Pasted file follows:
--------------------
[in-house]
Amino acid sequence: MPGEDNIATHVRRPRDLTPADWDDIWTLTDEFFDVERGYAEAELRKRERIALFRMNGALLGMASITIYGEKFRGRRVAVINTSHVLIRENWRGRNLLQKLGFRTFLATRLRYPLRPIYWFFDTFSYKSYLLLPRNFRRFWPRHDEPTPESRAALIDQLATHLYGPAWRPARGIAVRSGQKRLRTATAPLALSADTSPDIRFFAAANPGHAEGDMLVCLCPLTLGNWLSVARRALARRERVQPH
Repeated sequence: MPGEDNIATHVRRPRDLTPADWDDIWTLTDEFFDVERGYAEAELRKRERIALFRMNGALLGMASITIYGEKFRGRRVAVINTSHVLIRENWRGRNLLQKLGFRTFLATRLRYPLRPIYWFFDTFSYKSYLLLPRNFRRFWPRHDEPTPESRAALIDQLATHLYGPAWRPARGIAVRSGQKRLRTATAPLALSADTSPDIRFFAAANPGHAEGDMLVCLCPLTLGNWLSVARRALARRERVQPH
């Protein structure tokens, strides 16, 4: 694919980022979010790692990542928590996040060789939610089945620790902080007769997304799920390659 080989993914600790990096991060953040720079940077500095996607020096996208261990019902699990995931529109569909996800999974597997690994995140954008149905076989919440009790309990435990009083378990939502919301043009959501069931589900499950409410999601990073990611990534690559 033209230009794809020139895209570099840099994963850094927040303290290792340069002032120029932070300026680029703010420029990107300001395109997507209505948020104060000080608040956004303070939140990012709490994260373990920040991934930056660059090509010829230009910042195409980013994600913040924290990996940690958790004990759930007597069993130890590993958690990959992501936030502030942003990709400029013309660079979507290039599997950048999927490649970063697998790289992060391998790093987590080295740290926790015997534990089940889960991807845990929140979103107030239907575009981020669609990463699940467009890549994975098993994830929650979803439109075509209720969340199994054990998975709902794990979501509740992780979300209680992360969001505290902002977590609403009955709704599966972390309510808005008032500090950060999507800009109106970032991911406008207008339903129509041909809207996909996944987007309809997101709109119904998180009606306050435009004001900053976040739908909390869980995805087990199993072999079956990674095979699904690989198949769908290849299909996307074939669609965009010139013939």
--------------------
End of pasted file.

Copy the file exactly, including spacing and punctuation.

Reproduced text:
[in-house]
Amino acid sequence: MPGEDNIATHVRRPRDLTPADWDDIWTLTDEFFDVERGYAEAELRKRERIALFRMNGALLGMASITIYGEKFRGRRVAVINTSHVLIRENWRGRNLLQKLGFRTFLATRLRYPLRPIYWFFDTFSYKSYLLLPRNFRRFWPRHDEPTPESRAALIDQLATHLYGPAWRPARGIAVRSGQKRLRTATAPLALSADTSPDIRFFAAANPGHAEGDMLVCLCPLTLGNWLSVARRALARRERVQPH
Repeated sequence: MPGEDNIATHVRRPRDLTPADWDDIWTLTDEFFDVERGYAEAELRKRERIALFRMNGALLGMASITIYGEKFRGRRVAVINTSHVLIRENWRGRNLLQKLGFRTFLATRLRYPLRPIYWFFDTFSYKSYLLLPRNFRRFWPRHDEPTPESRAALIDQLATHLYGPAWRPARGIAVRSGQKRLRTATAPLALSADTSPDIRFFAAANPGHAEGDMLVCLCPLTLGNWLSVARRALARRERVQPH
């Protein structure tokens, strides 16, 4: 694919980022979010790692990542928590996040060789939610089945620790902080007769997304799920390659 080989993914600790990096991060953040720079940077500095996607020096996208261990019902699990995931529109569909996800999974597997690994995140954008149905076989919440009790309990435990009083378990939502919301043009959501069931589900499950409410999601990073990611990534690559 033209230009794809020139895209570099840099994963850094927040303290290792340069002032120029932070300026680029703010420029990107300001395109997507209505948020104060000080608040956004303070939140990012709490994260373990920040991934930056660059090509010829230009910042195409980013994600913040924290990996940690958790004990759930007597069993130890590993958690990959992501936030502030942003990709400029013309660079979507290039599997950048999927490649970063697998790289992060391998790093987590080295740290926790015997534990089940889960991807845990929140979103107030239907575009981020669609990463699940467009890549994975098993994830929650979803439109075509209720969340199994054990998975709902794990979501509740992780979300209680992360969001505290902002977590609403009955709704599966972390309510808005008032500090950060999507800009109106970032991911406008207008339903129509041909809207996909996944987007309809997101709109119904998180009606306050435009004001900053976040739908909390869980995805087990199993072999079956990674095979699904690989198949769908290849299909996307074939669609965009010139013939």